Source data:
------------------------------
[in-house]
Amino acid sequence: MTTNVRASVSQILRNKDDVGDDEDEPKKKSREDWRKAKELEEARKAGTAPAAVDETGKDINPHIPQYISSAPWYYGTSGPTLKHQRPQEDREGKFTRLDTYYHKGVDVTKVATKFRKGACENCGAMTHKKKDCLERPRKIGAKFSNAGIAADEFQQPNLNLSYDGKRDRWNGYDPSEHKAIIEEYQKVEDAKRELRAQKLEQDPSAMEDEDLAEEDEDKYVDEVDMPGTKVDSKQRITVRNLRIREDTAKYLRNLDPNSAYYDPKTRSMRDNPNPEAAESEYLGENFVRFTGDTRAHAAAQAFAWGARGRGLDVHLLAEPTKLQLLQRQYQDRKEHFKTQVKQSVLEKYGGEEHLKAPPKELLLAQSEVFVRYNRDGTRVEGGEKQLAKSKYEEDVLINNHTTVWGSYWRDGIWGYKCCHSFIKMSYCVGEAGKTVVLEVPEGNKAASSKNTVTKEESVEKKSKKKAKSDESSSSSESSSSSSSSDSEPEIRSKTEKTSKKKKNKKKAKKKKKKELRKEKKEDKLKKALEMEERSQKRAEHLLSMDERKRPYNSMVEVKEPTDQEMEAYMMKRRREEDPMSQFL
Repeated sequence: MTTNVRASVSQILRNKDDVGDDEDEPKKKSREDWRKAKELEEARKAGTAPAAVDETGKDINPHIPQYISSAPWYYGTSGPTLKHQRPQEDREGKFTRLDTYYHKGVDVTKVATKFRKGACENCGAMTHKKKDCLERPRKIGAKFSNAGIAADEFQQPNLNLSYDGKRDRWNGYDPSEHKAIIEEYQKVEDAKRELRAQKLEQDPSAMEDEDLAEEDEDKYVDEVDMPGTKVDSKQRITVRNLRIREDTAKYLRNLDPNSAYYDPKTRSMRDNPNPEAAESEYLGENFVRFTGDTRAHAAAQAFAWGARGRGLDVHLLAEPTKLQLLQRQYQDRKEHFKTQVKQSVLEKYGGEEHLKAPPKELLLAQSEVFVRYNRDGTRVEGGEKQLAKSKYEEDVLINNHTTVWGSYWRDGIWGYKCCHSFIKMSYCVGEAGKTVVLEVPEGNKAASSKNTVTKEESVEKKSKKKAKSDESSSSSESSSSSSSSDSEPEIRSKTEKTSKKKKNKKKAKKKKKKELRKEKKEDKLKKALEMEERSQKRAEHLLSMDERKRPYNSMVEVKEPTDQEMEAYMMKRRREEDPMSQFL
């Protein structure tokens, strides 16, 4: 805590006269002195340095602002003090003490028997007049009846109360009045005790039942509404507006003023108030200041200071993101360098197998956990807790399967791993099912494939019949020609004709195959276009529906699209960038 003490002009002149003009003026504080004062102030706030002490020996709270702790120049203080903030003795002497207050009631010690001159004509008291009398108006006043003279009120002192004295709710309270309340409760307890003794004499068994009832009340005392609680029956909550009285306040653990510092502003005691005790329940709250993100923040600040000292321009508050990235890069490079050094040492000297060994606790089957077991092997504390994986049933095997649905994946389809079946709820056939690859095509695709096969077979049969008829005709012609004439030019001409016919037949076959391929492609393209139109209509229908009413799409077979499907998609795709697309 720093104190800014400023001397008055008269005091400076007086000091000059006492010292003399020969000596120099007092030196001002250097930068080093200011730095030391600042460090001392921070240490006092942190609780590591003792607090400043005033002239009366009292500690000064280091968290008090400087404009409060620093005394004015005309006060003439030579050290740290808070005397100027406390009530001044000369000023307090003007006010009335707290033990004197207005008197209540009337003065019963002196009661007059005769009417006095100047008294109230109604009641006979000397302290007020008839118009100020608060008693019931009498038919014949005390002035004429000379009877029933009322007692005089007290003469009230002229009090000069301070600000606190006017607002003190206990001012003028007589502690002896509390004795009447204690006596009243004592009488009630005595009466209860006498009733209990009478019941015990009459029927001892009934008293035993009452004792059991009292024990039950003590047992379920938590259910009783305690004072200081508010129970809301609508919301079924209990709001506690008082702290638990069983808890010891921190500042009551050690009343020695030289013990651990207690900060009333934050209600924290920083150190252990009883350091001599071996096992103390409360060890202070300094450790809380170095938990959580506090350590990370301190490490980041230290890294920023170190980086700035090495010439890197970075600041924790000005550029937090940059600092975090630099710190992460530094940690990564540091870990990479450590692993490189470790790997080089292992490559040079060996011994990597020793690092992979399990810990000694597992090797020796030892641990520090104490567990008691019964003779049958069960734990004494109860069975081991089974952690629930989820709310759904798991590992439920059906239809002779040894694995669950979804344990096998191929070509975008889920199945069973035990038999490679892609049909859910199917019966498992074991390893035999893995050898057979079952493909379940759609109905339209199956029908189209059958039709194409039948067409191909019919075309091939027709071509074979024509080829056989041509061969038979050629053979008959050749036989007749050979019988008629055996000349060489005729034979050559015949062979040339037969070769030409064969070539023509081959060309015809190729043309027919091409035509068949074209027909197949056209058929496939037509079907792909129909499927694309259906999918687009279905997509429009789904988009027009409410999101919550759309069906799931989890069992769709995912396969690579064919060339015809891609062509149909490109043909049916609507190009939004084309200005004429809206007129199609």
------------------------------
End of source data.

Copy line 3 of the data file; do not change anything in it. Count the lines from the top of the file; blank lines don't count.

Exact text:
Repeated sequence: MTTNVRASVSQILRNKDDVGDDEDEPKKKSREDWRKAKELEEARKAGTAPAAVDETGKDINPHIPQYISSAPWYYGTSGPTLKHQRPQEDREGKFTRLDTYYHKGVDVTKVATKFRKGACENCGAMTHKKKDCLERPRKIGAKFSNAGIAADEFQQPNLNLSYDGKRDRWNGYDPSEHKAIIEEYQKVEDAKRELRAQKLEQDPSAMEDEDLAEEDEDKYVDEVDMPGTKVDSKQRITVRNLRIREDTAKYLRNLDPNSAYYDPKTRSMRDNPNPEAAESEYLGENFVRFTGDTRAHAAAQAFAWGARGRGLDVHLLAEPTKLQLLQRQYQDRKEHFKTQVKQSVLEKYGGEEHLKAPPKELLLAQSEVFVRYNRDGTRVEGGEKQLAKSKYEEDVLINNHTTVWGSYWRDGIWGYKCCHSFIKMSYCVGEAGKTVVLEVPEGNKAASSKNTVTKEESVEKKSKKKAKSDESSSSSESSSSSSSSDSEPEIRSKTEKTSKKKKNKKKAKKKKKKELRKEKKEDKLKKALEMEERSQKRAEHLLSMDERKRPYNSMVEVKEPTDQEMEAYMMKRRREEDPMSQFL